‘Symbol of Government Strength’ Destroyed in Afghan Prison Break

April 27, 2011 Updated: October 1, 2015

BAD BREAK: An Afghan policeman sits next to the entrance of the tunnel in room number 7 of the Political Prisoners section through which Taliban fighters escaped in an audacious jailbreak in Kandahar city on April 25. The government admitted it was a security disaster in the prison, the second largest break in three years. (STR/Getty Images)
BAD BREAK: An Afghan policeman sits next to the entrance of the tunnel in room number 7 of the Political Prisoners section through which Taliban fighters escaped in an audacious jailbreak in Kandahar city on April 25. The government admitted it was a security disaster in the prison, the second largest break in three years. (STR/Getty Images)
The Taliban prison escape on April 25 served a tough blow to the Afghan government, with the nearly 500 escaped inmates compounding a history of poor security at the Saraposa prison in Kandahar, Afghanistan.

A stigma hangs over the prison run by Afghanistan’s Ministry of Justice. It is a place that “has in recent years been chronically vulnerable and a symbol of the [Afghan] government’s ineffectiveness,” stated Army Brig. Gen. Mark Martins in a Feb. 10 Department of Defense video conference, according to the Pentagon transcript.

The area was known for corruption. “Assassinations of investigators, bribery of prosecutors, intimidation of justices, and attacks upon witnesses have corrupted the system and obscured both evidence and law,” Martins said.

Its poor standing was totally shattered by a 2008 attack in broad daylight that freed up to 900 inmates, including almost 390 Taliban prisoners. Among them were high-ranking field commanders in charge of organizing suicide attacks, according to a report from the Refugee Documentation Centre, through the United Nations High Commissioner for Refugees.

Mending the tarnished image of Saraposa prison and the surrounding area became a focus over the years. Barracks were set up for guards to be on station 24 hours a day, seven days a week. Western trainers and advisers were assigned there, and coalition forces nearby were on-call with Afghan National Police.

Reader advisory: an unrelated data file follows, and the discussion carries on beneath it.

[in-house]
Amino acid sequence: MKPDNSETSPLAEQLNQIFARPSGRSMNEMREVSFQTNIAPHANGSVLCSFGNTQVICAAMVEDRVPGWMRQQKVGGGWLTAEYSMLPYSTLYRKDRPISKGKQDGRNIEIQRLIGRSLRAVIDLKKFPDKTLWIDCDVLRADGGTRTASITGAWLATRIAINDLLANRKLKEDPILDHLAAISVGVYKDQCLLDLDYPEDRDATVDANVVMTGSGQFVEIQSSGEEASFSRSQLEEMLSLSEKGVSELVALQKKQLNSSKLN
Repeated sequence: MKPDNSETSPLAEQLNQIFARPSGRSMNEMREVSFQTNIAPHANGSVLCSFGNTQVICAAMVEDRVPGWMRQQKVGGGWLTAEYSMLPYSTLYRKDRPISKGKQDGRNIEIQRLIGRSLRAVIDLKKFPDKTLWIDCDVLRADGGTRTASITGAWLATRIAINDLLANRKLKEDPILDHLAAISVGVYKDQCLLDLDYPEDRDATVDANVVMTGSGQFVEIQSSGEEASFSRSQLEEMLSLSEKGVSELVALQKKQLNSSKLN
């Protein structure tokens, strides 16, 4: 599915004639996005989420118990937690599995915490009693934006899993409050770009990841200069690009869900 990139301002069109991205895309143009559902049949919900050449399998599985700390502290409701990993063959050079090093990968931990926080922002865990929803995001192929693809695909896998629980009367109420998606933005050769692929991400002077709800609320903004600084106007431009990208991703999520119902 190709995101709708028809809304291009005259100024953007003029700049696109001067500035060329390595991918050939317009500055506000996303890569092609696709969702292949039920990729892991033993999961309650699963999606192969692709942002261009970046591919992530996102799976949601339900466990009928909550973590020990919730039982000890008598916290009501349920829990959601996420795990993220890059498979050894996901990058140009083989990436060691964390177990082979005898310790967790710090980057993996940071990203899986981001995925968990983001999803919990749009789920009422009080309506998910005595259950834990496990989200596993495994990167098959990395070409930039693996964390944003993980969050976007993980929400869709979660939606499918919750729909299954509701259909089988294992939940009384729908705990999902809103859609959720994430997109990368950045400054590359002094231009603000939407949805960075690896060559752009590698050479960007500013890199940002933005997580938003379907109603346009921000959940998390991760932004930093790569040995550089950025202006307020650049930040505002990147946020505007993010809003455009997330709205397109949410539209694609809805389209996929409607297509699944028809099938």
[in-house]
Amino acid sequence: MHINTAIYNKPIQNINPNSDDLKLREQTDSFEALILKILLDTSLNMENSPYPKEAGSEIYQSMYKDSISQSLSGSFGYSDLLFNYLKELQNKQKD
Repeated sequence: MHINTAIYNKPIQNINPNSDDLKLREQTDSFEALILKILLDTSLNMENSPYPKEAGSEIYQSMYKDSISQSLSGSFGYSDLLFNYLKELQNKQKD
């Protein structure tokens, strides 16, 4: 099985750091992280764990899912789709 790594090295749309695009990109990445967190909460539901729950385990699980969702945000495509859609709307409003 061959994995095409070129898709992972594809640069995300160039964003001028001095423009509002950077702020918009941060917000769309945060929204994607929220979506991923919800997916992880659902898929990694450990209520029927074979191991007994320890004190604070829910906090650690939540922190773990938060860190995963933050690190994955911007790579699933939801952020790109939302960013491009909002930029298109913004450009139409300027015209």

The area was placed under a rule-of-law green zone secured by “projecting criminal justice, as well as mediation and civil-dispute resolution, to outlying districts,” Martins said.

Three years later, efforts were finally beginning to pay off. On Feb. 10, Martins stated firmly, that Saraposa “has now become a hard-won symbol of government strength now under the rule of law.”

He added that the prison set a model “we’re seeking to help replicate in other areas around Afghanistan.”

What they did not count on, however, was the Taliban spending five months digging a 1,000 foot-long tunnel and popping up right in the middle of the prison’s political wing.

Afghanistan’s justice minister, Abibullah Ghalab, stated the escape was likely assisted by guards or officials inside the jail, reported Voice of America.

Freed prisoner Mohammad Abdullah told the AP in a phone interview, “There were four or five of us who knew that our friends were digging a tunnel from the outside.” He and others were provided with keys to free prisoners from their cells, who were then led in groups of four of five to the tunnel.

Taliban spokesman Zabihullah Mujahid claimed on the Voice of Jihad website that 541 “Mujahideen inmates” were freed from the prison through “successful tactical operations.” After detailing the heightened security at the prison, Mujahid went on praising the escape.

Although 65 of the nearly 500 prisoners were recaptured, for coalition forces the latest incident was a non-violent repeat of a political blow that took nearly three years to mend.

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